Tuesday, November 1, 2011


My mother used to take me for drives in her car. I was young at the time--before I could drive myself, of course.

"There's a real estate open house by the peninsula," she would say, or "There's a deadline I need to make at the post office," "There's a neighbor that needs dinner tonight," "There's a baby shower gift I need to get for this weekend." She would hold out my shoes and say, "Come with me." Then she'd strap me in my car seat, the toddler seat, and eventually I'd strap myself in the front seat, and together we'd drive for hours and hours, peering out at blurred trees and squinting into the sun, which always seemed to be directly in our eyes no matter what compass direction we traveled.

It was during these drives that my mom would talk. And talk. And then be silent. And then talk some more. I can't remember exactly what she talked about, but I do remember feeling slightly irritated at both the unimportance and the abundance of her thoughts. What was the point of this jabber? What do I care about the biography she saw on TV, the shoes she saw at Nordstrom, the sandwich she ate at Subway?

It's taken me years to understand the need to talk--the need to be heard. I'm 21-years-old now, been married a few days over four months, currently pushing through my last 20 credits of my undergrad at a university that is two states away. My husband and I recently moved for him to begin his first year of law school. Anyone who's been in this position knows the long (long) study hours. Anyone who's been married understands the funny gender/personality differences to identify and get used to. And I feel like my entrance into womanhood is making me realize that women just want to talk, but our society isn't conducive to that.

Take, for example, blogging: a perfectly great outlet for someone to talk and maybe be heard. But even blogging becomes more complicated than that. "You can't blog without an objective," they say. "You need to be narrow in your content--crafts, cooking, electronics, politics. Otherwise you won't make any money."

Since when was it important to talk only if you're going to make money?

People don't understand that talking for the sake of talking is enough.

That's why my visiting teachees have me over for HOURS, and why they interrupt me each time I try to wrap up the conversation to keep me around a little longer. Compare that to my home teachers' stay for fifteen minutes. I'm not saying they should stay longer. Their visits are great as they are. But lately I've been thinking about the women who want me to stay so they can talk talk talk. I've been thinking about why my mother strapped her nine-year-old daughter and drove her all around northern California. I've been thinking about my friend who said there are days when her two-year-old son is the only person she sees. I'm slowly coming to realize why I can't seem to shut up when my husband asks me how my day is going, and why bridal showers are filled with womanly chatter so thunderous that I can barely hear myself think.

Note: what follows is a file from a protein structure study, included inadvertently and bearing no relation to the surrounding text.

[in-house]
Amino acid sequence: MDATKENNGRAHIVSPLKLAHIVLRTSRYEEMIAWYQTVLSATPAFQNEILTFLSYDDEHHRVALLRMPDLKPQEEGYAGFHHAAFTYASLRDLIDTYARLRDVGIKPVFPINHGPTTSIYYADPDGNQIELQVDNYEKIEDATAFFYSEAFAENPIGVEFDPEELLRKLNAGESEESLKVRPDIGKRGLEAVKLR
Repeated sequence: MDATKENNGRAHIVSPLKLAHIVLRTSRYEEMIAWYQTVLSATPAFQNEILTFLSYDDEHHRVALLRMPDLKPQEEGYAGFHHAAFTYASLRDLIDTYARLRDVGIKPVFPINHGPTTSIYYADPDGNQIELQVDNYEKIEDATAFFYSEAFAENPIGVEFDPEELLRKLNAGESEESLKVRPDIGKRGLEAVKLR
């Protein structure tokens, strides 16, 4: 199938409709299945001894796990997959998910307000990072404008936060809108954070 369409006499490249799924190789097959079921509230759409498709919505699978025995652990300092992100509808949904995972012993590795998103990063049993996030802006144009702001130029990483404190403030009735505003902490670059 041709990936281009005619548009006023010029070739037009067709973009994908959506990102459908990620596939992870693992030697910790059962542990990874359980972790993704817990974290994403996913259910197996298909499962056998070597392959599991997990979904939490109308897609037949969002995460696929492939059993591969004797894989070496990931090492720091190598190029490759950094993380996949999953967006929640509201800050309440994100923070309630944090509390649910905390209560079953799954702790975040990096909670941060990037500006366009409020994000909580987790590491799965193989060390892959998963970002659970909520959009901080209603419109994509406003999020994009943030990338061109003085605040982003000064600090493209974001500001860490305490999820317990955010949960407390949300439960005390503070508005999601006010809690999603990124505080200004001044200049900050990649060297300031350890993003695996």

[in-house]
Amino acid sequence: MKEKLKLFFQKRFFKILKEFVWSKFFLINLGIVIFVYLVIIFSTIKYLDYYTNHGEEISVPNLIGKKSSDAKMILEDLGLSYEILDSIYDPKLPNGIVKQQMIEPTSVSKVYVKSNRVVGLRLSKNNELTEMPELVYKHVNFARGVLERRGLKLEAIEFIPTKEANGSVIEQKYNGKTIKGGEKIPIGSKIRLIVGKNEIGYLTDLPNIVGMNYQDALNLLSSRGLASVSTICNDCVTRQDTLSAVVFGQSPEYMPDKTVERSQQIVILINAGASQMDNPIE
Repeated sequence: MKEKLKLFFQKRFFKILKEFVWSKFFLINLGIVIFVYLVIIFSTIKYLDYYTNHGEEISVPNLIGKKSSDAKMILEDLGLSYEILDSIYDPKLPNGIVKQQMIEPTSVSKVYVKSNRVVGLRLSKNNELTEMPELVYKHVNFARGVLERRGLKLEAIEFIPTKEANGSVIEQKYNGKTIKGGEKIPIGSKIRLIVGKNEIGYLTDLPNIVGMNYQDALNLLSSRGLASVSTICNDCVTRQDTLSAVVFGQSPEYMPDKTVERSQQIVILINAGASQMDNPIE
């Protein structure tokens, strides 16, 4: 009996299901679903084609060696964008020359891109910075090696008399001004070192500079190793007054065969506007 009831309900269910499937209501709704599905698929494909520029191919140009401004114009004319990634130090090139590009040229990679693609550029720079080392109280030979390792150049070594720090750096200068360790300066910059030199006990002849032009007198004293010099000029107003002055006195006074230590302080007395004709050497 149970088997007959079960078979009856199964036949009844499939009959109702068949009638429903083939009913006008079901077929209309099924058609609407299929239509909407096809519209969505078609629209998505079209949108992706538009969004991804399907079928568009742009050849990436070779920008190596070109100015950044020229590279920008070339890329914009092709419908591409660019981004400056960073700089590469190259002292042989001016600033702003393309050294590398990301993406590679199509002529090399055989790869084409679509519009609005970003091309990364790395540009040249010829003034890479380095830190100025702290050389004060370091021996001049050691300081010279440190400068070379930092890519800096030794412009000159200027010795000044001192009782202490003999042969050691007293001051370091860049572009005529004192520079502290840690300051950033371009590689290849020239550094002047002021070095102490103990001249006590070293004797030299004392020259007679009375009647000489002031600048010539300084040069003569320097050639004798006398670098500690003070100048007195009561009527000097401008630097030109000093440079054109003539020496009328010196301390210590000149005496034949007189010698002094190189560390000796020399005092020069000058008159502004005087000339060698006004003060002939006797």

There is so much to say. And lately, I haven't been able to locate enough people to listen to it.


  1. hey! i saw your blog on facebook, hope you don't mind that i read it. i sooo agree. women just need to talk! it's kind of weird. and it's SO hard to find a good conversationalist. so hard. i've found that if i don't get in my regular phone call with my mom once a week, i get all needy and agitated haha. she's a good talker.

  2. Alexis said we should all hang out more. i agree. talking is my drug. :)

  3. Ha, wow, YES! I have always been a pretty quiet person. Then I came to college, and I had roommates that would talk... and talk... and talk.... And there was no development to their thought processes, and sometimes they would keep talking about the same thing for weeks at a time! And I would always try to inch my way out of the room so they would just STOP TALKING! And then, I became roommates with one girl who was such a good listener and validated all my thoughts, and I started to talk.. and talk.. and talk! And now I am totally with you - women need to talk to process their thoughts (as shallow or trite they may be). I often feel that invitations like - "I'm here for you. You can talk to me" seem so superficial. Like a friend that just wants to hear "stories" to feel up their drama quota for the day, rather than actually caring that my thoughts have emotions and feelings attached to them, and I really need someone to validate and understand me. And sometimes I find that I listen to much so every one comes to me with their problems, but when I need time to talk, no one is their for me. Everyone thinks I'm their best friend because I listen to them, but I don't feel that way about many people because no one listens to me back. So after writing you this novel of a comment, I'm just trying to say that I would love to listen to you anytime. (Because you are so much like me I bet you often feel the same of me - always a listener, never a talker)